Alaska Governor Seeks New Freight Corridor Bridges

truck on Alaska road
Lee Rodegerdts/Alaska Moves 2050

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Alaska Gov. Mike Dunleavy wants to replace five aging bridges in a $117 million package of budget amendments introduced Feb. 15 to the state Legislature.

If funded in the amended budget for the 2024 fiscal year, the new bridges will significantly improve travel along the Alaska Richardson and Steese Highways.

The condition of the five aging bridges, part of a freight corridor, have presented longtime challenges for heavy freight haulers traveling to and from Canada and between the Port of Valdez and the North Slope.

Replacing the bridges will upgrade the crossings to current structural and seismic standards, including bridge railings designed for modern vehicles and highway speeds. The new ones will be built with a design life of 75 years.

“We have bridge infrastructure on our National Highway System routes in the interior that date back to the World War II era,” said Ryan Anderson, commissioner of the state Department of Transportation & Public Facilities. “We have a great opportunity to replace aging assets, improve safety, and ensure economic vitality to Alaska’s interior.”

On a primary overland route from Canada to Alaska, three functionally obsolete bridges are along the Alaska Highway at the Gerstle, Johnson and Robertson rivers. The plan is to have new ones that eliminate load restrictions and extend the road’s service life.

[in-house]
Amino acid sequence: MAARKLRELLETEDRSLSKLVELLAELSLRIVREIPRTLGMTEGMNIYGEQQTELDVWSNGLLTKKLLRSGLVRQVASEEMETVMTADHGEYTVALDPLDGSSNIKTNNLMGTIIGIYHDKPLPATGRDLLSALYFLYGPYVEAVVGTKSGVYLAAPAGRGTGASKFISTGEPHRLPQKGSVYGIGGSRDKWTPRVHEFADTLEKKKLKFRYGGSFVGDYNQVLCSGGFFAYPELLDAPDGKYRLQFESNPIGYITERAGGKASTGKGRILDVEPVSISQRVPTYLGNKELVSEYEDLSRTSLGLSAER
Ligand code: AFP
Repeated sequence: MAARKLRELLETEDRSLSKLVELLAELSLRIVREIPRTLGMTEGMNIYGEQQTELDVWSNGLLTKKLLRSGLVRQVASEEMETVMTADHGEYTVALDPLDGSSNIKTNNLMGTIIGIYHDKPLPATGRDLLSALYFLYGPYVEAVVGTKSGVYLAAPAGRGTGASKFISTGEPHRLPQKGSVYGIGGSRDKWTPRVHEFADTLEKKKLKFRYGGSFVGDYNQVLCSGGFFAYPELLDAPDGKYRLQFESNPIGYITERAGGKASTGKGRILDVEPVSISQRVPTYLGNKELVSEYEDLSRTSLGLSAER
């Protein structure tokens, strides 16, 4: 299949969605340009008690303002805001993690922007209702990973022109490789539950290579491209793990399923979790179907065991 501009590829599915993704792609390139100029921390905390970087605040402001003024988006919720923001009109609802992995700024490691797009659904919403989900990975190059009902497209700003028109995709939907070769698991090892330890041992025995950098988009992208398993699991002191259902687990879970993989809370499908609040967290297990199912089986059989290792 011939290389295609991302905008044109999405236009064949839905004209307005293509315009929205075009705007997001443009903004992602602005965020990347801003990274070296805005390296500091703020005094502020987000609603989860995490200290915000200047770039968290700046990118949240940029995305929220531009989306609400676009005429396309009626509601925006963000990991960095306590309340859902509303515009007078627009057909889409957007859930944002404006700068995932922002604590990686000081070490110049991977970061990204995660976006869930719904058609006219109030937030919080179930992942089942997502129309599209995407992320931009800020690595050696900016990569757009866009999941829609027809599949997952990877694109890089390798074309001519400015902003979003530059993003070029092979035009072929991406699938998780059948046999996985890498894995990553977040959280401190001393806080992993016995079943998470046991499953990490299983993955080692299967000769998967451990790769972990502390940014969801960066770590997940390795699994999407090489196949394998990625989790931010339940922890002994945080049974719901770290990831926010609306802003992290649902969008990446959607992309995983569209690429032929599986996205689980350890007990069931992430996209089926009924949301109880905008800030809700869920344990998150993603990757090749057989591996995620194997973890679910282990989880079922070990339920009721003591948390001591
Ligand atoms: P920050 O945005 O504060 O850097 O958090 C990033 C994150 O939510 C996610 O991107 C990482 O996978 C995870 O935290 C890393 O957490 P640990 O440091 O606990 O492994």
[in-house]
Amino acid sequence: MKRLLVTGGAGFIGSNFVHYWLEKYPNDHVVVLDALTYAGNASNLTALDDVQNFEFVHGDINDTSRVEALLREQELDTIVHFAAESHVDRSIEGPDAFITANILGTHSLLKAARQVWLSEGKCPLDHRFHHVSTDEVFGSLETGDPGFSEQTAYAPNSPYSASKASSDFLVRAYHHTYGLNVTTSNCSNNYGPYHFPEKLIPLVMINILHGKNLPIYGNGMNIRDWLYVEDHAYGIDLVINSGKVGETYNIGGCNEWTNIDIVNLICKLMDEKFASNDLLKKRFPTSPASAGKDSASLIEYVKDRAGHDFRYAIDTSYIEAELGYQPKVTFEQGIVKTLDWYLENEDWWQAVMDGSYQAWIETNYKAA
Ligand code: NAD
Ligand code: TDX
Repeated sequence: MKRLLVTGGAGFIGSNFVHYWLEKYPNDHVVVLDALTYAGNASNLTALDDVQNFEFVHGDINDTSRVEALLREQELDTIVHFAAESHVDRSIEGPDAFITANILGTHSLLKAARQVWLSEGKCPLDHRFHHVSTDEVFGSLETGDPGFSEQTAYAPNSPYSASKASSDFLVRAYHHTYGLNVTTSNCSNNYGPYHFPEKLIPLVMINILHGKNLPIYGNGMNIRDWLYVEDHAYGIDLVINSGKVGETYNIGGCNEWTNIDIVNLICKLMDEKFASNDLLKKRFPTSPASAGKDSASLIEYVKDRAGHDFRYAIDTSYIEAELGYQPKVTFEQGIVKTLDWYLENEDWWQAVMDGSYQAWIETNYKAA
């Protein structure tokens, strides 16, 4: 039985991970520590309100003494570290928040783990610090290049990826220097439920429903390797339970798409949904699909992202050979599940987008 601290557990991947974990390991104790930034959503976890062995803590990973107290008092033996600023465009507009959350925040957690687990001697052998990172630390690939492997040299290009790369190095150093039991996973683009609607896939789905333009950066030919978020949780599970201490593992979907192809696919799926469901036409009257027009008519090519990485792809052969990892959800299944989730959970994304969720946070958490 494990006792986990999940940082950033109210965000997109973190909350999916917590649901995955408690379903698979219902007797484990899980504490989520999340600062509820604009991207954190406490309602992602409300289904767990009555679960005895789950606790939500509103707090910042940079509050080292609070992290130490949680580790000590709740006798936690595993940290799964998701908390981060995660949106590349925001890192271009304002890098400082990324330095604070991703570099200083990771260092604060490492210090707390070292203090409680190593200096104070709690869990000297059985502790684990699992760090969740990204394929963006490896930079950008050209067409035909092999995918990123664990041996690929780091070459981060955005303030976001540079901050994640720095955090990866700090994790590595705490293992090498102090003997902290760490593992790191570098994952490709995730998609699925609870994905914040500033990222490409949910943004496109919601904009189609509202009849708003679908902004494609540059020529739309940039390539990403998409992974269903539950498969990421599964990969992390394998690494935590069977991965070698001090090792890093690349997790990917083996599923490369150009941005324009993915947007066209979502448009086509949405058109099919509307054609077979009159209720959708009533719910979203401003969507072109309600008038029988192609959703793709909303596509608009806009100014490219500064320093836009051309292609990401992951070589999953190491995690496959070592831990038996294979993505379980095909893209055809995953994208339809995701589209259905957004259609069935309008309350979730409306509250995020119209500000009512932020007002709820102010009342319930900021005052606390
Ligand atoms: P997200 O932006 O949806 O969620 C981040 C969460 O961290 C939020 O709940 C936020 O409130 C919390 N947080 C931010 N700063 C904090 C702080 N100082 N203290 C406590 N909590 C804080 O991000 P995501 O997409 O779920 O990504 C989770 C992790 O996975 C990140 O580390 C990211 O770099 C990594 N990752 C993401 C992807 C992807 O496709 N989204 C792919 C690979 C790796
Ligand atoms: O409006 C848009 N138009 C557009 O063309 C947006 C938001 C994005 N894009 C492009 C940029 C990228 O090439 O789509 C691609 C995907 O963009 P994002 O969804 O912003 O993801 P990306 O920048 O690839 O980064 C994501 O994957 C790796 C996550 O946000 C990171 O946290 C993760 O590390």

Both the Robertson and Gerstle bridges were built in 1944 and are well below modern width standards.

“The Gerstle River bridge is a height-restricted, overhead-truss structure. These restrictions impede commercial truckloads and make them vulnerable to strikes and subsequent damage and load limitations,” according to DOT&PF.

A new bridge on the Richardson Highway at the Chena Flood Control Bridge would eliminate the need for bypass for heavy loads on the critical interstate freight route connecting Alaska’s interior to the Port of Valdez as well as Canada.

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Overseeing 5,600 miles of highway, the DOT&PF wants to build a new bridge at the Steese Highway and undercrossing at Chena Hot Springs Road to replace a 45-year-old bridge there and void the possibility of load restricting it. Funds would also pay to improve roadside hardware and drainage.

Nearly 50% of Alaska’s economy depends on the performance of its freight transportation, characterized by long supply chains.

Alaska has a relatively simple highway system where often there is only one route between important origins and destinations. With only four main interstates, Alaska has only 12% of its state-owned roads classified as urban while the remainder are rural.